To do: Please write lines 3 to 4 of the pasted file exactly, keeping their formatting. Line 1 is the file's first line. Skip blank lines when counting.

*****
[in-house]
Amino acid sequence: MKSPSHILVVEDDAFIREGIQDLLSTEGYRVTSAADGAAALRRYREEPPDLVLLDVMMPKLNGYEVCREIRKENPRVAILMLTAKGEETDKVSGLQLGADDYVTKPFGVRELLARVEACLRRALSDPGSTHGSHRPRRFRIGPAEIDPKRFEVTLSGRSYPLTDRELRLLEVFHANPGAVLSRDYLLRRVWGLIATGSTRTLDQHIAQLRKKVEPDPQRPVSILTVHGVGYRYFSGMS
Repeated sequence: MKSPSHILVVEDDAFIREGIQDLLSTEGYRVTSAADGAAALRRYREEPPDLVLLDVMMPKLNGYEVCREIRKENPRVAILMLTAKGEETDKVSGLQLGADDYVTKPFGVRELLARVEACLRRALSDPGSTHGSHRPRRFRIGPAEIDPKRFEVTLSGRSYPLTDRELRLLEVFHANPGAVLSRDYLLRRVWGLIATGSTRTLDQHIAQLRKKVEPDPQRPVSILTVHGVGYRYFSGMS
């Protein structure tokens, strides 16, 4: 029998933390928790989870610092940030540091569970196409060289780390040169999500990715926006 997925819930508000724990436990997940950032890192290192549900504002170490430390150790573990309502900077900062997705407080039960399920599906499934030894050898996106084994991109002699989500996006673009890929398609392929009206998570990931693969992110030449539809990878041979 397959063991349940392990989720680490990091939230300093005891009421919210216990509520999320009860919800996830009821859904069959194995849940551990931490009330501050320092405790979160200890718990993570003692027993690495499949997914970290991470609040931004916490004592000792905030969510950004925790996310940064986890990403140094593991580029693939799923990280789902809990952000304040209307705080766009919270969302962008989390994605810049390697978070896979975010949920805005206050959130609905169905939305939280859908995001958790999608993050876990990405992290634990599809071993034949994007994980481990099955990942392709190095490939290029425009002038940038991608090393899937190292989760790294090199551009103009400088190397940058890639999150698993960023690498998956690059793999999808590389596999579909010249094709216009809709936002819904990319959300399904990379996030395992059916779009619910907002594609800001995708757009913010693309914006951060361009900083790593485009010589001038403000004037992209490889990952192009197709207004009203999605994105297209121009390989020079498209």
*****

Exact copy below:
Repeated sequence: MKSPSHILVVEDDAFIREGIQDLLSTEGYRVTSAADGAAALRRYREEPPDLVLLDVMMPKLNGYEVCREIRKENPRVAILMLTAKGEETDKVSGLQLGADDYVTKPFGVRELLARVEACLRRALSDPGSTHGSHRPRRFRIGPAEIDPKRFEVTLSGRSYPLTDRELRLLEVFHANPGAVLSRDYLLRRVWGLIATGSTRTLDQHIAQLRKKVEPDPQRPVSILTVHGVGYRYFSGMS
């Protein structure tokens, strides 16, 4: 029998933390928790989870610092940030540091569970196409060289780390040169999500990715926006 997925819930508000724990436990997940950032890192290192549900504002170490430390150790573990309502900077900062997705407080039960399920599906499934030894050898996106084994991109002699989500996006673009890929398609392929009206998570990931693969992110030449539809990878041979 397959063991349940392990989720680490990091939230300093005891009421919210216990509520999320009860919800996830009821859904069959194995849940551990931490009330501050320092405790979160200890718990993570003692027993690495499949997914970290991470609040931004916490004592000792905030969510950004925790996310940064986890990403140094593991580029693939799923990280789902809990952000304040209307705080766009919270969302962008989390994605810049390697978070896979975010949920805005206050959130609905169905939305939280859908995001958790999608993050876990990405992290634990599809071993034949994007994980481990099955990942392709190095490939290029425009002038940038991608090393899937190292989760790294090199551009103009400088190397940058890639999150698993960023690498998956690059793999999808590389596999579909010249094709216009809709936002819904990319959300399904990379996030395992059916779009619910907002594609800001995708757009913010693309914006951060361009900083790593485009010589001038403000004037992209490889990952192009197709207004009203999605994105297209121009390989020079498209």